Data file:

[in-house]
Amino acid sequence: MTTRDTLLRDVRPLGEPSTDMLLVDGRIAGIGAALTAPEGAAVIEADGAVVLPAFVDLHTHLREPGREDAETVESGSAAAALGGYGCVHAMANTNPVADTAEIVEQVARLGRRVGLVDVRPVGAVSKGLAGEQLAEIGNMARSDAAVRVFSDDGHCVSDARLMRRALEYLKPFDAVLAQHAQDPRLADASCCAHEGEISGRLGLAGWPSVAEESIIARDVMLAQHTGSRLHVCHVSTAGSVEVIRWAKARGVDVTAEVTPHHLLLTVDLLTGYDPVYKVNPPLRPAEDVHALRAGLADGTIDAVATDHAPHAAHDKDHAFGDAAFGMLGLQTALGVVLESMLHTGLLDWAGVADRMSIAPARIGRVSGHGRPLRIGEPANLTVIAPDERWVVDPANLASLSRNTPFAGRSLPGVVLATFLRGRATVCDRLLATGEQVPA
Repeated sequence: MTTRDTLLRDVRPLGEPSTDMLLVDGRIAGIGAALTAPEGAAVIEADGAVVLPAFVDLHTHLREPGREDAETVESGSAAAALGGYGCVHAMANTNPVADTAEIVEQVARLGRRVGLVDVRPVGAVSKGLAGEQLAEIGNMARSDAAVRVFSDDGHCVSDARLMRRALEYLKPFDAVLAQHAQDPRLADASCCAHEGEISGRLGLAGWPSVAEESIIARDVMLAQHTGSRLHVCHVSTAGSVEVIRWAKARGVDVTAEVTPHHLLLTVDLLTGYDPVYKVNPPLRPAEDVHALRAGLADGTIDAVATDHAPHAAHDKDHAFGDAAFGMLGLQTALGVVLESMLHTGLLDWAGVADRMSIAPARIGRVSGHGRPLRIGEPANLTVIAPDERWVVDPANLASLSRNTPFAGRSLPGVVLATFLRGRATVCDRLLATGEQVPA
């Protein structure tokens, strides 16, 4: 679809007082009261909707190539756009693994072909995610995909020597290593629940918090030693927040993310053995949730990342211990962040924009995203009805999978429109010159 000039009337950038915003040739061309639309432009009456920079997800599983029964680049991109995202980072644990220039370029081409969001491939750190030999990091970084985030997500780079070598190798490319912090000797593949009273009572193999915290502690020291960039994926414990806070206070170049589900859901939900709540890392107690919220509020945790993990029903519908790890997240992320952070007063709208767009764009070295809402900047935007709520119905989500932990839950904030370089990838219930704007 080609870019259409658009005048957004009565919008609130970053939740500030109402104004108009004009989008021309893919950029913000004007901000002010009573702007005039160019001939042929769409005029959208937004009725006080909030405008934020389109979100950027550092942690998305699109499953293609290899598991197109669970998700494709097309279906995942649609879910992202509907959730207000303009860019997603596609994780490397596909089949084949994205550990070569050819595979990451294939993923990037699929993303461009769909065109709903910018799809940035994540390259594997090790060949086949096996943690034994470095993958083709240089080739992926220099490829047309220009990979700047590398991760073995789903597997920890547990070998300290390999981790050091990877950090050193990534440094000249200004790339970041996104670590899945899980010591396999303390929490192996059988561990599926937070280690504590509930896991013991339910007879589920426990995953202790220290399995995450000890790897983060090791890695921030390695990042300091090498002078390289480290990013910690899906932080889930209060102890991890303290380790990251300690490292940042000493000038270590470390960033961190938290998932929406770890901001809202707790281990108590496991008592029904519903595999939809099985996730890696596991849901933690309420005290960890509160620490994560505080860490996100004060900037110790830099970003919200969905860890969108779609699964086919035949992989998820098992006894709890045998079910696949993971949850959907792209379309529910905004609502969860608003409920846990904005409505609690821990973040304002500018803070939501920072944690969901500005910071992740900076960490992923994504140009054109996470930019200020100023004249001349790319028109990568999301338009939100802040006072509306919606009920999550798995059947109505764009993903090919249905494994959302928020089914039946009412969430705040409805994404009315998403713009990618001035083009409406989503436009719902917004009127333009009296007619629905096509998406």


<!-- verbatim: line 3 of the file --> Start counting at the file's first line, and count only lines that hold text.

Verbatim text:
Repeated sequence: MTTRDTLLRDVRPLGEPSTDMLLVDGRIAGIGAALTAPEGAAVIEADGAVVLPAFVDLHTHLREPGREDAETVESGSAAAALGGYGCVHAMANTNPVADTAEIVEQVARLGRRVGLVDVRPVGAVSKGLAGEQLAEIGNMARSDAAVRVFSDDGHCVSDARLMRRALEYLKPFDAVLAQHAQDPRLADASCCAHEGEISGRLGLAGWPSVAEESIIARDVMLAQHTGSRLHVCHVSTAGSVEVIRWAKARGVDVTAEVTPHHLLLTVDLLTGYDPVYKVNPPLRPAEDVHALRAGLADGTIDAVATDHAPHAAHDKDHAFGDAAFGMLGLQTALGVVLESMLHTGLLDWAGVADRMSIAPARIGRVSGHGRPLRIGEPANLTVIAPDERWVVDPANLASLSRNTPFAGRSLPGVVLATFLRGRATVCDRLLATGEQVPA